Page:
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Nessglyph riddle: Boffins baffled by mystery stone found at Shropshire archaeological dig

An appeal is being made to help archaeologists solve the riddle of a find made at a dig in Shropshire.

The archaeological find at Nesscliffe, aka The Nessglyph. Picture: Shropshire Council

A curiously marked stone, dubbed the Nessglyph - the Nesscliffe hieroglyph - has baffled top boffins after being discovered at a dig at Nesscliffe Hill in summer 2022.

It has a circular cup shape and is marked with straight lines carved with a metal implement, and was found in a spot that had been explored in the 1950s and was backfilled.

Paul Reilly, a visiting fellow in archaeology at the University of Southampton, and Gary Lock, emeritus professor of archaeology at the University of Oxford, returned to the site last summer to resume explorations that began in 2019, and discovered an unusually carved red sandstone stone which has left them puzzled.

The archaeological find at Nesscliffe, aka The Nessglyph. Picture: Shropshire Council

The Shropshire Council-managed site is an impressive Iron Age hillfort, but also with later Roman occupation and has already been subject of excavations that have revealed some interesting finds.

Dr Reilly said: “The circular cup shape and the straight lines are indicative of two different types of technology, grinding and carving.

“We can speculate that the Nessglyph is figurative, with the cupmark being the head. It has two long horns and two small horns, a central body line and two arms, one held up and the other down, the upward one showing a possible hand holding a pipe or a weapon.

“It is difficult to find Iron Age parallels, but the carving has similarities with Late Bronze Age carvings of figures in horned helmets.

"It is also worth noting that Nesscliffe lies within the putative territory of the Cornovii, a name that has been suggested to reference to the ‘horned ones’. There is the possibility of a connection to a horned deity cult in the Roman army as depicted at several military sites across Britain.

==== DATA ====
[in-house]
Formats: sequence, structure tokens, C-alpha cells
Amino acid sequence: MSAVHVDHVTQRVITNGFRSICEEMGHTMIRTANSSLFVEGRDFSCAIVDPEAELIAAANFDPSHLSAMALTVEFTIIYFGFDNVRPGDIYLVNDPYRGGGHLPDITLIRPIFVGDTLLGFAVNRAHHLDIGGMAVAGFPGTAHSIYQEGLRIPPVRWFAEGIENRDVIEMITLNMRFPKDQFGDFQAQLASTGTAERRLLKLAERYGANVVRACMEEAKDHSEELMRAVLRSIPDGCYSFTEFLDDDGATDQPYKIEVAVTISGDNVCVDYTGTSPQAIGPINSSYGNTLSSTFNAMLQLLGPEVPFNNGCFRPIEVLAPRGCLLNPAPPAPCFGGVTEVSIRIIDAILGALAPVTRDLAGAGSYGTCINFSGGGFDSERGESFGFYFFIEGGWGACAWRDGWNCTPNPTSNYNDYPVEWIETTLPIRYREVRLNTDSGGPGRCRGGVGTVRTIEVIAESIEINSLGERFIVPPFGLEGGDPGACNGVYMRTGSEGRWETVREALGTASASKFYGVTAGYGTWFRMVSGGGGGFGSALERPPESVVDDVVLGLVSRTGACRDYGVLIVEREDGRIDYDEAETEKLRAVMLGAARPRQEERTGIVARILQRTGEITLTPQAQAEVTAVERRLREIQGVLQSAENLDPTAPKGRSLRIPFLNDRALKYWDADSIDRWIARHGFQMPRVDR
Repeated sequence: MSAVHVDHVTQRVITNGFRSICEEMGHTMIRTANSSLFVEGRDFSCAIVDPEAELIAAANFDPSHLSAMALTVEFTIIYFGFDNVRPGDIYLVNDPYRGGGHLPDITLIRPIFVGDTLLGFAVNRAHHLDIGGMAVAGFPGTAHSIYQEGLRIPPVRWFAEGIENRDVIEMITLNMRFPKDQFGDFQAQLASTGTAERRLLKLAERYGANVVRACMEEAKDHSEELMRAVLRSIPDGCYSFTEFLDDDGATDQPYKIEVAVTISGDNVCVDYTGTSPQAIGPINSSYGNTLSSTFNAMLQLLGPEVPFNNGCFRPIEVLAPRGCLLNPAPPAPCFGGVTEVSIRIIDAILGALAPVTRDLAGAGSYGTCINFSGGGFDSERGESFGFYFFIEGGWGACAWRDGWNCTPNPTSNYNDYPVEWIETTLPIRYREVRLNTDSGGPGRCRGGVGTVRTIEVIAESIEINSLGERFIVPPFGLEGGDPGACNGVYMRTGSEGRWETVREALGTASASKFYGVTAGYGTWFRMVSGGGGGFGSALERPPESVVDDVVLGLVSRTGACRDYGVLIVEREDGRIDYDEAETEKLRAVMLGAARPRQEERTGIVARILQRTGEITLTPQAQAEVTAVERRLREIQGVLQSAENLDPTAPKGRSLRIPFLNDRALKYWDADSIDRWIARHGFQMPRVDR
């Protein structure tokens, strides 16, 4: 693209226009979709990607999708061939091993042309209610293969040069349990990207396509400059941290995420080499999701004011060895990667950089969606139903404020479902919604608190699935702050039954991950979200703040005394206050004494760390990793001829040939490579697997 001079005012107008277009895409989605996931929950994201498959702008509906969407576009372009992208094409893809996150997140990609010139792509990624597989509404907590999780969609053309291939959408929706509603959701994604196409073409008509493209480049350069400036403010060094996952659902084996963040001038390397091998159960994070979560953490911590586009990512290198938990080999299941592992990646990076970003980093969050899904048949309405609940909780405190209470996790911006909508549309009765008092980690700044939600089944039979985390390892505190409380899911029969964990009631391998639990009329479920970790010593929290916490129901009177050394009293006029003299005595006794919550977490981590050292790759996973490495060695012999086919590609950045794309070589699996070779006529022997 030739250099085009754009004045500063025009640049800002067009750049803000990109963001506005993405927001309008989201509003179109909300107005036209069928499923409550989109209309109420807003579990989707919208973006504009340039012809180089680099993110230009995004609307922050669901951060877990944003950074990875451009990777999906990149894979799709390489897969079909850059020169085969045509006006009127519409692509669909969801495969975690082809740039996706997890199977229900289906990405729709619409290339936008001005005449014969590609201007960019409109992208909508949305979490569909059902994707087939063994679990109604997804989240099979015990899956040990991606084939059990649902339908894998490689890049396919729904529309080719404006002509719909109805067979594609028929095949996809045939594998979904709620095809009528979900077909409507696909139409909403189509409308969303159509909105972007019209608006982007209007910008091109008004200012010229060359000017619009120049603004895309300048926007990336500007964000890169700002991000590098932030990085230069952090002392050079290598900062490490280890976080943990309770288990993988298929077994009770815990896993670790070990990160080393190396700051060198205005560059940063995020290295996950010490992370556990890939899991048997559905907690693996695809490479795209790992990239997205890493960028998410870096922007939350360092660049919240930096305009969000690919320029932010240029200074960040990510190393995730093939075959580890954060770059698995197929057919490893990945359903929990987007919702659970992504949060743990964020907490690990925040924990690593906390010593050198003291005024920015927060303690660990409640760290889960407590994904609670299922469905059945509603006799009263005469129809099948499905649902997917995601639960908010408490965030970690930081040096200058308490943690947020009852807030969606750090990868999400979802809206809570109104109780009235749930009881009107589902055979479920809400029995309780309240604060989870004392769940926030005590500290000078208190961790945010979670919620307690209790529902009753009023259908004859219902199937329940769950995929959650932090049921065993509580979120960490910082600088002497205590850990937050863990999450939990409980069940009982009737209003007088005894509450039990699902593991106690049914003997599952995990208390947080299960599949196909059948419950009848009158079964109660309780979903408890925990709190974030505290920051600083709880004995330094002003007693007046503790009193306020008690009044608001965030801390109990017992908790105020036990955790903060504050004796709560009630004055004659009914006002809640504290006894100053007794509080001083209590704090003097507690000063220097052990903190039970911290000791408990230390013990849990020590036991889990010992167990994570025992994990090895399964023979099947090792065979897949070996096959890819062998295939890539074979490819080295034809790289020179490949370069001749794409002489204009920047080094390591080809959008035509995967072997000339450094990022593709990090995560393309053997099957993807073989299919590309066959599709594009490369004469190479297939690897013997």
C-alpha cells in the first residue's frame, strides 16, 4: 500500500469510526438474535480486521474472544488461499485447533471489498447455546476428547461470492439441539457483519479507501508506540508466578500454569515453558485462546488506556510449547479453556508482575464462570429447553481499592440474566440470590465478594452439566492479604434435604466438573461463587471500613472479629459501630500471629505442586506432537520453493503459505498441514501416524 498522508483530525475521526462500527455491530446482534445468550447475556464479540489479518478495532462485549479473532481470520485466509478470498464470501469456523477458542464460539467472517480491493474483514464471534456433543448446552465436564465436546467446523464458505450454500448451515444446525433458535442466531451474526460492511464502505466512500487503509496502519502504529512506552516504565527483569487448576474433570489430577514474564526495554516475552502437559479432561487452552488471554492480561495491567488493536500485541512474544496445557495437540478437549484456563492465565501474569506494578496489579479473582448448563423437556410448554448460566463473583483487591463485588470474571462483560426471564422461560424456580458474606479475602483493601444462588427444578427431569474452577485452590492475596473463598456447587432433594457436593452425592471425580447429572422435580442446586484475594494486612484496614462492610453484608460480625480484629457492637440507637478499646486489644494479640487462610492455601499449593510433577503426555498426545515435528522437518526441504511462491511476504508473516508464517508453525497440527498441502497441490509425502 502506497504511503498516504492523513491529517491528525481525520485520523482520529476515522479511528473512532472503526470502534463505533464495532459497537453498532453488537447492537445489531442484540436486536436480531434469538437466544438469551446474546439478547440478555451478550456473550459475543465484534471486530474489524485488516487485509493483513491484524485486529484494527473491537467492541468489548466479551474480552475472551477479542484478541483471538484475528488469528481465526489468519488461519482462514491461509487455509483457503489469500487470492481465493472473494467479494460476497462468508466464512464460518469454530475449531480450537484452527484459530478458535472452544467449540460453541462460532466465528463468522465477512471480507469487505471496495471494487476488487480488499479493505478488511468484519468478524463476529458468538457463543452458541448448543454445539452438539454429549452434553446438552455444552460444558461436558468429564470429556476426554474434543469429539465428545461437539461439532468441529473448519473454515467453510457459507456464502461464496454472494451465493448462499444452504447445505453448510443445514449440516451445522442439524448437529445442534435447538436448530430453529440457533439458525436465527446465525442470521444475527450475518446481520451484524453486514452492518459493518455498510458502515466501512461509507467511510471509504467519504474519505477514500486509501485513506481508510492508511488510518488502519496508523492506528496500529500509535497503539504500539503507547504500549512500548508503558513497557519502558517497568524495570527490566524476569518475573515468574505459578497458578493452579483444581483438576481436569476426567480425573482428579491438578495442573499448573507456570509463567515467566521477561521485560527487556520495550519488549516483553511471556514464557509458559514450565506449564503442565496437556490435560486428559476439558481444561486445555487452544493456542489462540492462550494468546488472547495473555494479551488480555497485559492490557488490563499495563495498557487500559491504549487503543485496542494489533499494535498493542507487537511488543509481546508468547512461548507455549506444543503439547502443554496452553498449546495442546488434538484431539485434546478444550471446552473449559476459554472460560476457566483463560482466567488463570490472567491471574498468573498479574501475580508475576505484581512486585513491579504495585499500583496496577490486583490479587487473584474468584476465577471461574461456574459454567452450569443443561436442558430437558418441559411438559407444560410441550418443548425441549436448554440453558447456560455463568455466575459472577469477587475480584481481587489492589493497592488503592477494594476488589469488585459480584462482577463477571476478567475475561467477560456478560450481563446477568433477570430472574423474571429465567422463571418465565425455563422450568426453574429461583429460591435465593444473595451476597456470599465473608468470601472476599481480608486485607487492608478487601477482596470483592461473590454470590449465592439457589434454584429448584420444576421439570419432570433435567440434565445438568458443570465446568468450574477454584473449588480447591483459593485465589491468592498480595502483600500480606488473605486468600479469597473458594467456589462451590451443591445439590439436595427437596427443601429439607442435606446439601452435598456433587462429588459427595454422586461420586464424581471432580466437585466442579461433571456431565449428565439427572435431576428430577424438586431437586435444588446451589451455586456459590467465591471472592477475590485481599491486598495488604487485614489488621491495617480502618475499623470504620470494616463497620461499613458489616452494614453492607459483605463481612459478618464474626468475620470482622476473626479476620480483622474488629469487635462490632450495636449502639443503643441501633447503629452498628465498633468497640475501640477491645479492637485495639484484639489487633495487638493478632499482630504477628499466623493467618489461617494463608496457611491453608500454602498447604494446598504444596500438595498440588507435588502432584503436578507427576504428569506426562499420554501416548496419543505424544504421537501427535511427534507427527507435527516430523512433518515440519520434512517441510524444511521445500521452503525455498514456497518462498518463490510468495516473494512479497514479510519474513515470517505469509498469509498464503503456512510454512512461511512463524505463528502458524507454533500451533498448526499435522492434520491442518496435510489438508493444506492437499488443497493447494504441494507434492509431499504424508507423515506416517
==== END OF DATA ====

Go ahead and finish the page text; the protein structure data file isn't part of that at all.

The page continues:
“Because the Nessglyph was not found in a secure context but in the backfill of a 1950s excavation trench within the guard chamber of the inturned entrance, it is more difficult to identify, and we are inviting people to help us solve the puzzle, or tell us if they have seen other similar carvings.”

Rob Gittins, Shropshire Council’s Cabinet member for culture and digital, said: "“This is an opportunity for people with an interest in our history to get involved and help solve the mystery of the Nessglyph.

“Nesscliffe Hill Fort has been giving up interesting finds for a number of years and it is fascinating learning about our county’s rich history, especially when it leads to a puzzle such as this.”

Nesscliffe Hills and the Cliffe Countryside Heritage Site, managed by Shropshire Council, covers two wooded hills and a heather covered ridge, and gives expansive views over the Shropshire countryside and Welsh hills.

Nesscliffe Camp is a protected Historic England Scheduled Monument of national importance.

In 2019 details of the earth and stone rampart surrounding the site were explored, together with a monumental stone entrance with guard chambers. The entrance was further explored in 2021 together with the opening of new trenches in the hillfort’s interior where houses had been indicated by geophysical survey.

The Nessglyph was discovered in 2022 when the team resumed its exploration.

Anyone with information or knowledge to help solve the puzzle should contact Paul Reilly at or Gary Lock at